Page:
Light Tank Mk.VII TETRARCH (A17)

In 1937, Vickers-Armstrongs began development of a light tank that could perform cavalry missions such as distant reconnaissance, pursuit, covering a withdrawal or serve as mobile reserve. At the beginning the vehicle was baptized as “Purdah” or “PR tank”, and was offered to the War Office in 1938 under designation “A-17“, but was considered too light to be accepted as a Light Cruiser Tank. The first Mark VII prototype (A-17E1) was tested from June 1938 until early 1940, and although it had a quite efficient Christie suspension for some terrains and good mobility in general, it was not a particularly capable light tank. Despite all considerations, the War Office ordered 120 Mark VII tanks at the end of 1938, although the order was finally reduced to 100. The tank entered service in 1940 under designation “Mark VII (A17)” but was quickly sent to the reserve by the War Office’s preference to have light armoured cars to carry out the missions for which A-17 was developed. In 1943, it was renamed as “Tetrarch” and it was decided that it would be adopted as an airborne tank, and some were framed with Airborne Units. The Tetrarch tanks were decommissioned in 1949 along with Hamilcar gliders that were created to transported them.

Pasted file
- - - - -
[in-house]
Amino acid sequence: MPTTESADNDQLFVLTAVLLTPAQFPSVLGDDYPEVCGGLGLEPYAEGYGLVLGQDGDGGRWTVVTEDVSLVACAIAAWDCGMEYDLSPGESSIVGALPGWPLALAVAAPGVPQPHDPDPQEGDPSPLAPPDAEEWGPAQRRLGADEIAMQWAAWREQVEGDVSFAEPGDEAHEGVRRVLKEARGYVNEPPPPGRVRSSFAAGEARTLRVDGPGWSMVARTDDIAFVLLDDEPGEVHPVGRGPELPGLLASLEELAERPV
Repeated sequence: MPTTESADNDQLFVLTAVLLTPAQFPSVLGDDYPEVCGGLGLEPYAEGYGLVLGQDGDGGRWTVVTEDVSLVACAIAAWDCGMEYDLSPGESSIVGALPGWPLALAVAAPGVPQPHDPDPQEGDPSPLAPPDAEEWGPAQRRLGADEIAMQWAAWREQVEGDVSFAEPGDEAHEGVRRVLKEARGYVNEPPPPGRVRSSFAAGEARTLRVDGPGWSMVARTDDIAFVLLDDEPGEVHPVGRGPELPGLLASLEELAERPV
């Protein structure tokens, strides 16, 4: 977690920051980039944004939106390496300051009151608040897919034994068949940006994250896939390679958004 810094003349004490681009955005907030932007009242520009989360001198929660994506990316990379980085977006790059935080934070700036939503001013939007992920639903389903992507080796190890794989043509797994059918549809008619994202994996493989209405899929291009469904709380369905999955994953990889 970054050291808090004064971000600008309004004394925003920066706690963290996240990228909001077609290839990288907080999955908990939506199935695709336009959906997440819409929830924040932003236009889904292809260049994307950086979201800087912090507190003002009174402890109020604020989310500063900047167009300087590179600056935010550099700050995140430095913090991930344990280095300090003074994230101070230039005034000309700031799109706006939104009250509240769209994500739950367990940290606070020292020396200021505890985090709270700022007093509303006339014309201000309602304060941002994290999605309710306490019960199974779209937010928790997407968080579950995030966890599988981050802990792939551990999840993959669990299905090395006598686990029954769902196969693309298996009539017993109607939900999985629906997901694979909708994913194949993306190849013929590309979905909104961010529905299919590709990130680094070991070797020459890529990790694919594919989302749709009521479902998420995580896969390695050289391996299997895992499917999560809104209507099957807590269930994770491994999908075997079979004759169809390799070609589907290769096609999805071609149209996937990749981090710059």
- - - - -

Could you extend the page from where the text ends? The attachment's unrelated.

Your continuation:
TETRARCH A17 tank gallery and more info


Información adicional

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Country of origin

United Kingdom


Metro-Cammell (MCCW)


Light tank

Entered service




Combat weight

7,620 kg

Dimensions (length x width x height)

4.11 x 2.31 x 2.12 meters

Armour, (maximum)

Steel: 14mm

Power plant

1 x Meadows MAT 12-cylinder petrol engine, 165 hp


64 km/h


231 km


1 x QFSA 2pdr (40mm) gun + 1 x 7.92mm BESA coaxial MG


50 x 40mm rounds + 2,025 x 7.92mm rounds